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Frigid temperatures add insult to storm's injury

In this story: March 11, 1998
Web posted at: 4:58 a.m. EST (0958 GMT)

ATLANTA (CNN) -- A wave of arctic air sweeping in behind a late-winter blizzard left those in the Midwest and South shivering while farmers feared for their crops.

Peach farmers in South Carolina, Georgia and Tennessee deployed field heaters in a desperate effort to save their crops as temperatures plummeted.

"As cold as it's going to get, we're afraid we're going to get killed," said Kemp McLeod, a fourth-generation farmer who grows peaches on 400 acres outside McBee, South Carolina.

"We've got some producers who had peaches with full bloom, and they will get wiped out," said Wesley Myers, an agriculture extension in Sumner County, Tennessee, not far from Nashville.

The low in Nashville Tuesday was 24, 49 degrees below Sunday's high. Cecil Whaley of Tennessee's Emergency Management Agency said, "We've had such a warm winter, our fruit trees have blossomed too early." . "I had hoped El Nino would keep the cool weather to the north, but as unpredictable as that's been, I guess it would be foolish to predict," said Al Pearson, a central Georgia peach grower and head of the state's Peach Commission.

cherry tree
Cheery trees in michigan are in danger

Growers in Florida feared that the cold would reach them and damage their blueberry, persimmons, grape and blackberry crops. The wind chill was expected to take temperatures as low as 20 degrees Tuesday night.

Florida's orange growers also braced for the worst should frost arrive, with just half the harvest complete. Farmers prepared to douse their orchards with water to try to insulate the fruit from the cold.

Farmers in the Midwest said the unusually warm winter have caused their fruit trees to bud, making them especially vulnerable if temperatures reached single digits. In Michigan, where 75 percent of the nation's cherries are produced, farmers fear not only for their crops, but for the trees as well.

25 deaths blamed on storms

The cold follows a storm system that produced flooding in the Southeast, record rainfall in the Northeast and a weekend blizzard across the Plains and Midwest.

Record low temperatures Tuesday included 9 below zero at Hastings, Nebraska, and 13 above at Harrison, Arkansas. In Minot, North Dakota, the temperature reached 18 below and in the southern Minnesota town of Worthington, the wind chill was 41 below.

At least 15 deaths are blamed on the Midwest storm, which by Tuesday had dwindled to snow showers over the Ohio Valley and lower Great Lakes. In addition, at least 10 deaths were blamed on the weekend of lightning, tornadoes and floods across the South.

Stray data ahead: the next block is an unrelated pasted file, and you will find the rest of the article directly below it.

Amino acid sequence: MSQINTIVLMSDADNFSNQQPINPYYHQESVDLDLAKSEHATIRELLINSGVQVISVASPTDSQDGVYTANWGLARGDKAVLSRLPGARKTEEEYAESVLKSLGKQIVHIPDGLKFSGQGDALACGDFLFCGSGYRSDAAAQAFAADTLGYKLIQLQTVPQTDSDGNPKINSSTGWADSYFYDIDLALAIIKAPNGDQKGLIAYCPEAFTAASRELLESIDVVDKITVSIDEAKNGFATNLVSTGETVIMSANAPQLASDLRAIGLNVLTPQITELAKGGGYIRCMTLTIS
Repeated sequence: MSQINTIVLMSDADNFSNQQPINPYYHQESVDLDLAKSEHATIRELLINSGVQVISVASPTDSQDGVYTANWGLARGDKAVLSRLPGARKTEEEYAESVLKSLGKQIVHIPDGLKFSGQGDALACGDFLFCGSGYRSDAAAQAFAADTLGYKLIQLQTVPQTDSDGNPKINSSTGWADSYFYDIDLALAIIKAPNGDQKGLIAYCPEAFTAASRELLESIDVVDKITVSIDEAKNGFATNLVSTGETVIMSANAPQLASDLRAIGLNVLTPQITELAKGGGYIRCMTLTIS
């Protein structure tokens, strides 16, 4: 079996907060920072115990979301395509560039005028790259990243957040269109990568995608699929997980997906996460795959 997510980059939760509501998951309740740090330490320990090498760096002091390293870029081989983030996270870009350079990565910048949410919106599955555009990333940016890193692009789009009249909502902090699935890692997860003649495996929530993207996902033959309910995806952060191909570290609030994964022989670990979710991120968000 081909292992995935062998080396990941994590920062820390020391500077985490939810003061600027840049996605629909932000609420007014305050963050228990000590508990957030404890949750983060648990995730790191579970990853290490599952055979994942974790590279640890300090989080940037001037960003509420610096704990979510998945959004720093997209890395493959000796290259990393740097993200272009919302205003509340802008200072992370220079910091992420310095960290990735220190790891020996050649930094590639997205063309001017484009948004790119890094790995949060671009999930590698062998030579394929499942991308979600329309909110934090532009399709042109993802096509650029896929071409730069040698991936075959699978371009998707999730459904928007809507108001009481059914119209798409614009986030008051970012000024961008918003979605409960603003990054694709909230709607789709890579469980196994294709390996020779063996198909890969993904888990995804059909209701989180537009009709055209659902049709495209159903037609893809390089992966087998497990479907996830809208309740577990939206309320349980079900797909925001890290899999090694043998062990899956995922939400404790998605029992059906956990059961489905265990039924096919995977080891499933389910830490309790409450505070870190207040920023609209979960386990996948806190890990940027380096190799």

In the Plains, residents dug out from under the weekend snowstorm that left many rural roads impassable. A 275-mile section of Interstate 80 between Omaha and Lincoln in Nebraska was reopened, but motorists were warned about drifting snow.

Nebraska hospitals reported dozens of emergencies involving heart problems as residents attempted to shovel sidewalks and driveways in frigid temperatures. Another three inches of snow was expected to fall Tuesday night and Wednesday morning.

Kansas Gov. Bill Graves declared a state of disaster for 13 counties in the northeast part of the state.

Stranded cars block plows in Indiana

Motorists abandoned their vehicles on this highway in Gary, Indiana

About 120,000 customers were still without power Tuesday night in northern Illinois and Indiana. On Monday, roughly 440,000 homes and businesses were blacked out in those states and Wisconsin when wind knocked down power lines weighted with ice and snow.

Eighteen inches of snow and drifts formed by winds of 40 mph brought highways to a standstill in northern Indiana. The National Guard used helicopters to search for stranded motorists and fly meals to shelters.

Another 1,700 people -- many of them travelers -- stayed in shelters Tuesday at National Guard armories, churches and fire stations in Indiana.

"Several counties have declared snow emergencies, meaning people should stay off the roads," Indiana Emergency Management spokesman Alden Taylor said. "There are so many cars stranded on the roads, it's hard for plows to get through."

A truck carrying musical instruments belonging to the San Francisco Symphony slid into a ditch near Des Moines, Iowa, jeopardizing a Tuesday concert in Chicago. The performance was saved when Chicago Symphony players volunteered their instruments.

broken dam
This earthen dam gave way in Barnesville, Georgia

In Cleveland, a Delta Air Lines jet skidded off a runway at snowy Cleveland Hopkins International Airport early Tuesday, but none of the 146 passengers and crew on board were hurt.

5,000 evacuated in Albany, Georgia

A state of emergency was still in effect for the southern half of Alabama, which was hit by torrential rains and heavy flooding over the weekend. National Guard troops were laying sandbags and aiding the 2,000 evacuated residents of Elba, about 60 miles south of Montgomery, as workers pumped water from the flooded streets.

"There's no rain, and that's good news," Alabama Emergency Management Agency spokesman Scott Adcock said.

But as the water receded in Elba, 5,000 people in Albany, Georgia, were evacuated as the Flint River overflowed its banks.

Correspondents Michael Collins and Jeff Flock and Reuters contributed to this report.


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